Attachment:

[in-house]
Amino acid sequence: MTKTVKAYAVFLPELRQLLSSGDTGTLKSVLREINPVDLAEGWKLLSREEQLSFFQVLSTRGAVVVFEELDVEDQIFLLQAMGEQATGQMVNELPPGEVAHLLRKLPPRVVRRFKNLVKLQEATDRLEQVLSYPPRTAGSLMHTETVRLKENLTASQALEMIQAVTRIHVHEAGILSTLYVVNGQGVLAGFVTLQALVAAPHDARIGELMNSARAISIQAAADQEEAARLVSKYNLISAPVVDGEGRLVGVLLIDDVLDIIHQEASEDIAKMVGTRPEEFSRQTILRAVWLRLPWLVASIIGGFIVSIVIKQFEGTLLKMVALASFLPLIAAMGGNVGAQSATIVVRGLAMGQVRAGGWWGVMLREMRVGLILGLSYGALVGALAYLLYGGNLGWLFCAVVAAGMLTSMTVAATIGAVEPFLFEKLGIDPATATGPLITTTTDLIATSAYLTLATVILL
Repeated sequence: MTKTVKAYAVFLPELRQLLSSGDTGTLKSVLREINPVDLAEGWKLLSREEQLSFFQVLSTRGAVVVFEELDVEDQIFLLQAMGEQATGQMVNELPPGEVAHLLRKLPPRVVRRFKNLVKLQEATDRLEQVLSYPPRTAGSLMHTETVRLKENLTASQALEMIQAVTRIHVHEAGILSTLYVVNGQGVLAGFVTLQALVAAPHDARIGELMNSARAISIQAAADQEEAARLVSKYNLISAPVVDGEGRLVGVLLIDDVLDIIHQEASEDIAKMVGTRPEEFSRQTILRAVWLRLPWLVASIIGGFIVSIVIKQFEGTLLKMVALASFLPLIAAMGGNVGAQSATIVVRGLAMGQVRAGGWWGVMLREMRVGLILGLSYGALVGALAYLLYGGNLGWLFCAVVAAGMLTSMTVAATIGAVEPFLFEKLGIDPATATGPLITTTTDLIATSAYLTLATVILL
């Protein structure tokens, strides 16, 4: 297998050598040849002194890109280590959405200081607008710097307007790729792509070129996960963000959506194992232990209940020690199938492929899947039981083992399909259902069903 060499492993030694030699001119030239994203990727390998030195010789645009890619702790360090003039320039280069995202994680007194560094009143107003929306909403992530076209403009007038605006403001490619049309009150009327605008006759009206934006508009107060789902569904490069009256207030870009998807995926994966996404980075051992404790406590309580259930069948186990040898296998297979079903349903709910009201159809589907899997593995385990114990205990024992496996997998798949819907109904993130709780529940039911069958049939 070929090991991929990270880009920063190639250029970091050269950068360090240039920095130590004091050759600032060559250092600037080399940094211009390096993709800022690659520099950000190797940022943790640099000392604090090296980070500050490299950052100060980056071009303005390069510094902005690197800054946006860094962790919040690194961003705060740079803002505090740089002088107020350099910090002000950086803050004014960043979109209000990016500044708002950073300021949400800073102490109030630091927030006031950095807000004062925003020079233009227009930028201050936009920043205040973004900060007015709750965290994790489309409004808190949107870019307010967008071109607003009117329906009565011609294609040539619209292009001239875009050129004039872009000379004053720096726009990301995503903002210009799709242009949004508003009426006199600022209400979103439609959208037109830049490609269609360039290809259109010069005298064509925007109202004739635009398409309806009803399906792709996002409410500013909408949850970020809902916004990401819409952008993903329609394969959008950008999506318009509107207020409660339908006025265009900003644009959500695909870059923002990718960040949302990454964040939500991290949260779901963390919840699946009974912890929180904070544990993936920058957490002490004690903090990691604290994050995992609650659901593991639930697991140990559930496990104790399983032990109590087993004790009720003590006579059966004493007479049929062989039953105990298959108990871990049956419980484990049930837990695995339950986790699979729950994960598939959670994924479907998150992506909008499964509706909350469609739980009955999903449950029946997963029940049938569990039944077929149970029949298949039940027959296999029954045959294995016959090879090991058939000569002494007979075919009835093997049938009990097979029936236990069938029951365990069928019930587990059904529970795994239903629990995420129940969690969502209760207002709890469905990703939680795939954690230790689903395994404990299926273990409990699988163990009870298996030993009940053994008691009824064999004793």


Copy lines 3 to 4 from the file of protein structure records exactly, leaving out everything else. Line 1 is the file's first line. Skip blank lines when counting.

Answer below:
Repeated sequence: MTKTVKAYAVFLPELRQLLSSGDTGTLKSVLREINPVDLAEGWKLLSREEQLSFFQVLSTRGAVVVFEELDVEDQIFLLQAMGEQATGQMVNELPPGEVAHLLRKLPPRVVRRFKNLVKLQEATDRLEQVLSYPPRTAGSLMHTETVRLKENLTASQALEMIQAVTRIHVHEAGILSTLYVVNGQGVLAGFVTLQALVAAPHDARIGELMNSARAISIQAAADQEEAARLVSKYNLISAPVVDGEGRLVGVLLIDDVLDIIHQEASEDIAKMVGTRPEEFSRQTILRAVWLRLPWLVASIIGGFIVSIVIKQFEGTLLKMVALASFLPLIAAMGGNVGAQSATIVVRGLAMGQVRAGGWWGVMLREMRVGLILGLSYGALVGALAYLLYGGNLGWLFCAVVAAGMLTSMTVAATIGAVEPFLFEKLGIDPATATGPLITTTTDLIATSAYLTLATVILL
């Protein structure tokens, strides 16, 4: 297998050598040849002194890109280590959405200081607008710097307007790729792509070129996960963000959506194992232990209940020690199938492929899947039981083992399909259902069903 060499492993030694030699001119030239994203990727390998030195010789645009890619702790360090003039320039280069995202994680007194560094009143107003929306909403992530076209403009007038605006403001490619049309009150009327605008006759009206934006508009107060789902569904490069009256207030870009998807995926994966996404980075051992404790406590309580259930069948186990040898296998297979079903349903709910009201159809589907899997593995385990114990205990024992496996997998798949819907109904993130709780529940039911069958049939 070929090991991929990270880009920063190639250029970091050269950068360090240039920095130590004091050759600032060559250092600037080399940094211009390096993709800022690659520099950000190797940022943790640099000392604090090296980070500050490299950052100060980056071009303005390069510094902005690197800054946006860094962790919040690194961003705060740079803002505090740089002088107020350099910090002000950086803050004014960043979109209000990016500044708002950073300021949400800073102490109030630091927030006031950095807000004062925003020079233009227009930028201050936009920043205040973004900060007015709750965290994790489309409004808190949107870019307010967008071109607003009117329906009565011609294609040539619209292009001239875009050129004039872009000379004053720096726009990301995503903002210009799709242009949004508003009426006199600022209400979103439609959208037109830049490609269609360039290809259109010069005298064509925007109202004739635009398409309806009803399906792709996002409410500013909408949850970020809902916004990401819409952008993903329609394969959008950008999506318009509107207020409660339908006025265009900003644009959500695909870059923002990718960040949302990454964040939500991290949260779901963390919840699946009974912890929180904070544990993936920058957490002490004690903090990691604290994050995992609650659901593991639930697991140990559930496990104790399983032990109590087993004790009720003590006579059966004493007479049929062989039953105990298959108990871990049956419980484990049930837990695995339950986790699979729950994960598939959670994924479907998150992506909008499964509706909350469609739980009955999903449950029946997963029940049938569990039944077929149970029949298949039940027959296999029954045959294995016959090879090991058939000569002494007979075919009835093997049938009990097979029936236990069938029951365990069928019930587990059904529970795994239903629990995420129940969690969502209760207002709890469905990703939680795939954690230790689903395994404990299926273990409990699988163990009870298996030993009940053994008691009824064999004793």